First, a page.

Kayla Lee (psychology and political science student) "many people believe that admitting to mental health issues means something is wrong, broken, and/or unworthy about the person open about their battle with their demons."
“Taking the incumbent out really opens this up,” said Matt Burbank (political science). Even with Biskupski's exit, the upcoming mayoral race will be jam-packed.
The University of Utah Academic Senate met Monday, March 4, 2019, and approved a new dual degree.
University professors participated in the Eric Moerer Memorial Lecture Series and increase recognition of anxiety and depression across the lifespan.
Paula Williams (psychology), a clinical health psychologist who studies sleep here at the University stated that there are an “amazing amount of gaps” in our scientific knowledge of sleep.
Sara Grineski (sociology) says the results aren’t surprising, and “while policy decisions are often framed as a trade off between jobs and the environment, this new paper shows that black and Hispanic communities are not ‘benefiting’ in terms of jobs from the industrial facilities in their neighborhoods.”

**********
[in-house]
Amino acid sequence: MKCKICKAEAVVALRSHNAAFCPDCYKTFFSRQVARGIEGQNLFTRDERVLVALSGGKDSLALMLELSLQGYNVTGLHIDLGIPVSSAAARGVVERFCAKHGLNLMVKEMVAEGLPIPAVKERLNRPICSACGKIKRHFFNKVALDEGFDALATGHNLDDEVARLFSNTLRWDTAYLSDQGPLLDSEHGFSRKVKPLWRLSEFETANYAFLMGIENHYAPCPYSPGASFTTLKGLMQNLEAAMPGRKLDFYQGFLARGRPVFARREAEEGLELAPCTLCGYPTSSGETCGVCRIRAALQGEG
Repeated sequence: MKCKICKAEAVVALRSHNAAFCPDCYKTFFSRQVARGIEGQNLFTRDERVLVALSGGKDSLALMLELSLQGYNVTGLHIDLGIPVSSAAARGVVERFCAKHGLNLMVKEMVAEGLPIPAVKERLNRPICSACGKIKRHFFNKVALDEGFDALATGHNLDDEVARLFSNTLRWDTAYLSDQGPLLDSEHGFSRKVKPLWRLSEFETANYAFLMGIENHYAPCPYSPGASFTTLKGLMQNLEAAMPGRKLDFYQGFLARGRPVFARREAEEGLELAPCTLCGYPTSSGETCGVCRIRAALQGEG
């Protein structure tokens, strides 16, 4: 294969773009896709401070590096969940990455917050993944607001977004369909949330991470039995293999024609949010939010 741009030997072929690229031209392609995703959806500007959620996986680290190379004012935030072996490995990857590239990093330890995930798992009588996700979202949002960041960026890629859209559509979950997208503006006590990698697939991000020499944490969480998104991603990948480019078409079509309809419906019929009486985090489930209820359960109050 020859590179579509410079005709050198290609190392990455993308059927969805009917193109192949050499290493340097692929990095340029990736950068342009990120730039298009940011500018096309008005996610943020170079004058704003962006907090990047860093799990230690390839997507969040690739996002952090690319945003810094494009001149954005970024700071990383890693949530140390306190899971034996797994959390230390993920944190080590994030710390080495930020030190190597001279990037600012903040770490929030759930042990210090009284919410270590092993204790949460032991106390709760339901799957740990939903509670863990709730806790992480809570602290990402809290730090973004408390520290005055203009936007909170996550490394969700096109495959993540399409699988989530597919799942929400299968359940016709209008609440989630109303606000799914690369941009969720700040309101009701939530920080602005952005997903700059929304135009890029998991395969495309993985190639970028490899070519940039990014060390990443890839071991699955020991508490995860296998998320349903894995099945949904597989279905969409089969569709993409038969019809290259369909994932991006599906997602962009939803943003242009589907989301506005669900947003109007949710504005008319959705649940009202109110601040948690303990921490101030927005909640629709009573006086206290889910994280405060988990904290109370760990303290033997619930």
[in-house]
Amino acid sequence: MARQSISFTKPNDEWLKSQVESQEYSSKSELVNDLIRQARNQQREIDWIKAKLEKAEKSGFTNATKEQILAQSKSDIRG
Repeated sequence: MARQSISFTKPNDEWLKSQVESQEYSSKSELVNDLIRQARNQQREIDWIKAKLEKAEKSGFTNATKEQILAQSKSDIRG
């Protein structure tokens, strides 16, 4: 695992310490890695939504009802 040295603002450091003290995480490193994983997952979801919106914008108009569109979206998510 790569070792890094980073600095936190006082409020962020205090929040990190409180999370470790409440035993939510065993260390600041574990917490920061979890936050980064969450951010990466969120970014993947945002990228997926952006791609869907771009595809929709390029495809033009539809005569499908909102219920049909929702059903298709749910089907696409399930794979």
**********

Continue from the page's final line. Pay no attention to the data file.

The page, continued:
Duncan Metcalfe (anthropology) will review the ongoing archaeological, paleoenvironmental and experimental research being conducted at the Range Creek Field Station.
Madison's Nagel's (political science student) stance on recent ballot initiatives: "Our Utah representatives are not representing us."
A panel of professors discussed how those struggling with thoughts of suicide can get help. Some of those professors that were a part of that panel were Liz Conradt (psychology) and Sonia Salari (family and consumer studies).
Howard Lehman (political science) provided a commentary for the Salt Lake Tribune about Rep. Chris Stewart and socialism.
David Strayer's (psychology) lab was highlighted in a recent article about a bill to protect pedestrians and cyclists. According to the Applied Cognition Laboratory, "the odds of having a collision while texting are eight times higher than driving while not distracted."